• Bird's Eye View: Sonny Bono Salton Sea National Wildlife Refuge

    Known as one of the best areas for bird watching in Southern California, the Sonny Bono Salton Sea NationalWildlife Refuge makes an excellent afternoon trip for two or an educational and must-see stop as part of a family camping trip to the Salton Sea State Recreation Area. A short ride from Palm Springs, the Salton Sea lies 227 feet below sea level with more than 35,000 acres of salt marsh and 2,000 acres of pasture and freshwater marsh. SALTON SEA HISTORY An inland, saline lake— one of the world’s largest—the Salton Sea was formed when, in 1905, the Colorado River burst through irrigation controls near Yuma, Arizona. The water flowed for 18 months into the Salton Basin, a remnant of the prehistoric Lake Cahuilla. By the time engineers stopped the flow in 1907, the Salton Sea had been formed. Forty-five miles long and 20 miles wide, the Salton Sea is frequented by bird-watchers, boaters, water skiers and anglers. BIRD WATCHING AT ITS BEST

    Millions of birds migrate to the area each year, making the Salton Sea an important part of the Pacific Flyway, a major north-south route for migratory birds that extends from Alaska to South America. The Salton Sea region is particularly popular with bird-watchers—it has the most diverse bird species of any wildlife refuge in the West.

    Established in 1930, the Salton Sea National Wildlife Refuge offers two areas open daily from sunrise to sunset for extensive birdwatching. With more than 375 species noted in the Salton Sea and Imperial Valley regions, novice and experienced birders alike will have ample opportunity to witness beauty in flight. Visitors will find a bird exhibit and informational kiosks at the visitor center, which is open on Saturdays and Sundays from 8 a.m. to 4:30 p.m. during winter months.

    A habitat for migrating and wintering waterfowl and endangered species, the refuge provides a feeding, resting and nesting habitat for a large number of shore birds and supports a diversity of wildlife species. Thousands of waterfowl and other birds winter at the Salton Sea, including Canada, Ross’ and snow geese, American avocets, black-necked stilts, pintails, green-winged teal, eared grebes and a wide variety of other species. Endangered species like the Yuma clapper rail, southern bald eagle, California brown pelican and peregrine falcon may also be seen. BIRD WATCHING TIPS The best months for bird watching in the region are November through May. A good pair of binoculars is invaluable for viewing the variety of birds at the Salton Sea and can help distinguish the subtle characteristics of each species. A bird guidebook is also a great tool to help novice bird watchers identify particular species more easily. Expert birders can even plan a special weekend around a Burrowing Owl Consortium on February 14, 2008 and the 11th annual Salton Sea International Bird Festival, February 15 and 16, 2008. HOW TO GET THERE From Rancho Mirage, take I-10 East to CA-86 South toward Brawley/El Centro. Turn left on North Center Street/CR-S30/Forrester Road and follow CR-S30. Go straight to follow Gentry Road. Turn left on West Sinclair Road/Estelle Road. Drive one half mile to 906 West Sinclair Road, Calipatria, CA 92233. Driving Time: Approximately 1 hour and 35 minutes.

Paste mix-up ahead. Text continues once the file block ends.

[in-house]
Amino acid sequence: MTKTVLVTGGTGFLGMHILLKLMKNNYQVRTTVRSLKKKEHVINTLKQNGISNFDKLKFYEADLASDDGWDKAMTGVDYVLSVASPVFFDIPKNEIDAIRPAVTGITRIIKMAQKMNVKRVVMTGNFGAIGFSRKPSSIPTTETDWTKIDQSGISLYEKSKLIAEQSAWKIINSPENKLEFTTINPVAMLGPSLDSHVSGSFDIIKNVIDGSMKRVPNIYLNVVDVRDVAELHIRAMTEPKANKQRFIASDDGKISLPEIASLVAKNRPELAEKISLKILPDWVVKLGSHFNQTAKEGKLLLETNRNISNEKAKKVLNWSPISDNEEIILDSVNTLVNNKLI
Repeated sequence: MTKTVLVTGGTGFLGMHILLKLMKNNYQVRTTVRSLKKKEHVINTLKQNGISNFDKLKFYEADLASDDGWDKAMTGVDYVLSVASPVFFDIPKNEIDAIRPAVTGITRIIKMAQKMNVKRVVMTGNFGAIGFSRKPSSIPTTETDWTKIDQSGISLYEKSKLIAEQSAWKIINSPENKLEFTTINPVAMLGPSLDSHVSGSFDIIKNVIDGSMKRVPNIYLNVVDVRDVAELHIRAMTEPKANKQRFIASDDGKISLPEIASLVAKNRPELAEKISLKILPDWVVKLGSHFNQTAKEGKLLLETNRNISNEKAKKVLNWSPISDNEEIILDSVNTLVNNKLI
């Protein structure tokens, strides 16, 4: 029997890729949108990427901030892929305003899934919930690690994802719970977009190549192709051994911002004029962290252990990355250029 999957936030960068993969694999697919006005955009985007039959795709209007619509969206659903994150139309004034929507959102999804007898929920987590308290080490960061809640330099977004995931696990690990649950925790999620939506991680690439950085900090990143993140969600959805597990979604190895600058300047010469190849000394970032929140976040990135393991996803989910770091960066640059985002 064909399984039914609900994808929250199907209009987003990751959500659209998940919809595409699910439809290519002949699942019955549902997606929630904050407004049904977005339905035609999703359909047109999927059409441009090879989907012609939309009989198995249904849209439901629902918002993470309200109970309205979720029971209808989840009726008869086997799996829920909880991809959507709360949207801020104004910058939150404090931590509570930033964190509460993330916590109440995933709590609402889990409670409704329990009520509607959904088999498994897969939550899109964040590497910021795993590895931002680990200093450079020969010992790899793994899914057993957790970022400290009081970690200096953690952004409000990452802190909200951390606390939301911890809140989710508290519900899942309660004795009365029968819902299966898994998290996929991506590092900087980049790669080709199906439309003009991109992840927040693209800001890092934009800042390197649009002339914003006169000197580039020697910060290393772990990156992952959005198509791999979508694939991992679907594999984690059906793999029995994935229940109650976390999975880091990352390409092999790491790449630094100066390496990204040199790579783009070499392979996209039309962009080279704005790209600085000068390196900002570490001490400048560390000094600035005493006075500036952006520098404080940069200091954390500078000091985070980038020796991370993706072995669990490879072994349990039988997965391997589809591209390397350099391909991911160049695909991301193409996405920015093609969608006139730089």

Healthy Living is a publication of Eisenhower Medical Center · © Copyright 2018 All Rights Reserved